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Basal Cell Carcinoma

Basal cell carcinomas (BCCs) are very common and in fact are the most common cancer but fortunately they tend to be localised.  While they do not spread to other parts of the body but they do need to be treated. Untreated they gradually increase in size and may erode or "gnaw" through underlying structures. Hence they are also known as "rodent" ulcers.

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BCCs may present as non-healing areas or spots, most commonly on the head and neck, but may appear elsewhere. They are usually slow-growing and are characterised by very fine red vessels which run across them called telangiectasia.

The most common form is nodular in appearance. It is described as having pearly, rolled edges and there may be a central ulcer. Alternatively BCCs may look like scars. In the absence of a history of trauma they should raise suspicion.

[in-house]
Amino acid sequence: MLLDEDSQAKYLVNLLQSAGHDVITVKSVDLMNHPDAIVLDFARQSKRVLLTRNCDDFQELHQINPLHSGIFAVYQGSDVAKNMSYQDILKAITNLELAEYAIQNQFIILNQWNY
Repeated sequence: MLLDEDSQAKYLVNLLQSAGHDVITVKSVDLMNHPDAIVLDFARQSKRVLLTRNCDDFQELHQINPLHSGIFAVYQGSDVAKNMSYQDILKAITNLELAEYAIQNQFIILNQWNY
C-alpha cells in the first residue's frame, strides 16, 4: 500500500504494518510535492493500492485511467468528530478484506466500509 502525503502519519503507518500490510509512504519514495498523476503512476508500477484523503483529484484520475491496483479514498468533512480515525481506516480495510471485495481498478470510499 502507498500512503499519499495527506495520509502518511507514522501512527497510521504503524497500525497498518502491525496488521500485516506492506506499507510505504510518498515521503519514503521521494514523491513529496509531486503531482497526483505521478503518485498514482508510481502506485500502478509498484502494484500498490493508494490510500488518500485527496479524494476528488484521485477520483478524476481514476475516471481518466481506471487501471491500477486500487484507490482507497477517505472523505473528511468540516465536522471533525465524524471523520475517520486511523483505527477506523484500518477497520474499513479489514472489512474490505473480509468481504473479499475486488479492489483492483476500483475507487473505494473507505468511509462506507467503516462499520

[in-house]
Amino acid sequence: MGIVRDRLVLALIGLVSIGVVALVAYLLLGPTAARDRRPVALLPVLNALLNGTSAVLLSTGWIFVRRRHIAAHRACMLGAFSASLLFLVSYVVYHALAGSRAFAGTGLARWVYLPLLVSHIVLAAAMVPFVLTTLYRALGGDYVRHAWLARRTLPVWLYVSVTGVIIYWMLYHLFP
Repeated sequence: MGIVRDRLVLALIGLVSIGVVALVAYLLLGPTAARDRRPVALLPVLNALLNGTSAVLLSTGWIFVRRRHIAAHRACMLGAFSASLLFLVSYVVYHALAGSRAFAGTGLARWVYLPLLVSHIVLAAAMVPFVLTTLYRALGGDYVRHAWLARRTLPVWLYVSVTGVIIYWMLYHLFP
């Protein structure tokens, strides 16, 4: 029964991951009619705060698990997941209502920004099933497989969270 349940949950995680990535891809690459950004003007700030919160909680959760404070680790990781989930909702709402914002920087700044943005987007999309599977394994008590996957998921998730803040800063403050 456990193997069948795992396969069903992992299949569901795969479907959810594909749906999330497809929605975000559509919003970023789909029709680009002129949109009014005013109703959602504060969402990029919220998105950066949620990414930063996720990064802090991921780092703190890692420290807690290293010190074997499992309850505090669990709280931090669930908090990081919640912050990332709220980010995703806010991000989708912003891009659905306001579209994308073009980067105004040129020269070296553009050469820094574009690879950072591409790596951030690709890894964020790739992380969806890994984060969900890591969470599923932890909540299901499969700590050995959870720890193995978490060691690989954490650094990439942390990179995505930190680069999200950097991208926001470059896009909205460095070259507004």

If you have a suspected BCC your doctor may initially take a sample of the skin (biopsy) under local anaesthetic.

If you have a confirmed BCC, treatment options vary according to the location and type of BCC. These will be discussed with you. Treatment options include standard surgical excision, Moh's micrographic surgery, radiotherapy or if your BCC is superficial in nature it may only require superficial treatment with a cream such as Imiquimod or freezing with liquid nitrogen (cryotherapy).

If you have a persistent non-healing lesion, it is advisable to see your doctor.